My throat was sore again. And It wasn’t getting better. Time to go to the doctor. Remembering the old Johnny Carson jokes about his doctor the “eye, ear, nose, throat, and wallet man,” I decided to ask a few friends. I was referred by several other speakers to “THE MAN” Dr. Robert Thayer Sataloff.
I sat in the lobby waiting (and waiting).
There was a wall full of framed things from floor to ceiling.
Diplomas from six major schools.
Awards from all over the world.
Sixty-eight plaques in all.
Impressive. Very impressive.
“Tell me a little about yourself.” He asked as he looked me right in the eye.
“I speak, write, and travel. Mostly travel.” I joked.
“How long has your voice been weak?” he asked – same eye contact.
“It’s been building for about two years. I gargle with peroxide and salt water after every talk, but it doesn’t seem to do much good.”
“What else have you done about it?” he asked.
“Not enough to make it better.” I said with a bit of Philly sarcasm. “Ten people at the National Speakers Association have recommended you. So I came here for the miracle cure.”
“What do you expect me to do?” he asked.
“Fix it!” I shot back.
He numbed my throat with a spray that made me gag. (One of 50 or so gags that day.) He stuck a mini-cam down my throat and showed me a picture of it on a TV right in front of me. “There’s the problem. See that little do-hickey on the edge of your vocal fold? (he pointed to my throat “live” on the TV screen) That’s a polyp. It’s gotta go. I recommend surgery.”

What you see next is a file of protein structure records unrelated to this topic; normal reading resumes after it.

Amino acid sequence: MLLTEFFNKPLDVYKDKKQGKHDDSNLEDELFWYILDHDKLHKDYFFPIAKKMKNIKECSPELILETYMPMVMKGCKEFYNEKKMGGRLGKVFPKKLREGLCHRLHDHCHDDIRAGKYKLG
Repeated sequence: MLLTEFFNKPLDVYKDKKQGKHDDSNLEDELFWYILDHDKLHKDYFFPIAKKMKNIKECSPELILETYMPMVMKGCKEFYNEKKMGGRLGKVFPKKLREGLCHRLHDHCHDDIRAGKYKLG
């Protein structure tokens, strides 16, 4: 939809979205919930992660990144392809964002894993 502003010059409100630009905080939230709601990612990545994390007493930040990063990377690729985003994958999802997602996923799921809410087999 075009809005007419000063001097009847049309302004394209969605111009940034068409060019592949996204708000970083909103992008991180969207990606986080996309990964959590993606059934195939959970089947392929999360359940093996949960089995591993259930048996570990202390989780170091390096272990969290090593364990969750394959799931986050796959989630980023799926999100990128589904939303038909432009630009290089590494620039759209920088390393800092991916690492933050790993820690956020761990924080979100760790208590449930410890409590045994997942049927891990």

I recommend surgery. Three words you don’t want to hear. So when the doctor said them to me, it was a sinking feeling. “Are you sure?” I asked.
“If you do, you’ll have a golden voice for thirty years. If you don’t, you’ll sound like the godfather in three years.”
“You’re making me an offer I can’t refuse.” I quipped.
He then hits the print button on the TV/video machine, and a Polaroid picture of my throat comes out with the little bump on it. “Here, keep this as a souvenir.” Dr. Sataloff said.
“This isn’t a souvenir – it’s ultimate proof.” I said.
“Will you put me to sleep for this operation?”
“Jeffrey even if we didn’t – you I would put to sleep. Yes you get a general anesthetic.”
“Is it a big operation?”
“Fifteen minutes, and you’re as good as new. One small detail. You can’t speak a word for a week. And you can’t give a full blown talk for six weeks. Look at it this way – it’s a great opportunity to write.” He said.
I smiled. Weakly.
He recommended some in-house therapy. Dr. Sataloff has a full team of speech therapists. As I walked down the hall there were one hundred autographed photos of celebrities who have been healed by the doctor.(More proof.)
What a sale. What a perfect sale.
He was selling me an exact solution to my problem – and he wasn’t asking for the sale – he was telling me, “this is what you gotta do.” And he built such an iron clad case, my only choice was “yes.”
He did it with the six things:
- Credibility beyond a doubt from his awards and customers.
- Likeability. He was relaxed and friendly. He smiled.
- Perfect diagnosis. Ask first. Then sell. Questions to uncover facts. Probing to find the real problem.
- Trust from his self-assurance and character.
- Believability from seeing my own throat on TV as he examined me.
- Peace of mind from his demeanor and reassurance that all would be well.
Now all I gotta do is get my throat cut. If you see the rest of the story next week, it means I lived.
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Jeffrey Gitomer, author of The Sales Bible, and Customer Satisfaction is Worthless, Customer Loyalty is Priceless. President of Charlotte-based Business Marketing Services, he gives seminars, runs annual sales meetings, and conducts training programs on selling and customer service. He can be reached at 704/333-1112 or e-mail to email@example.com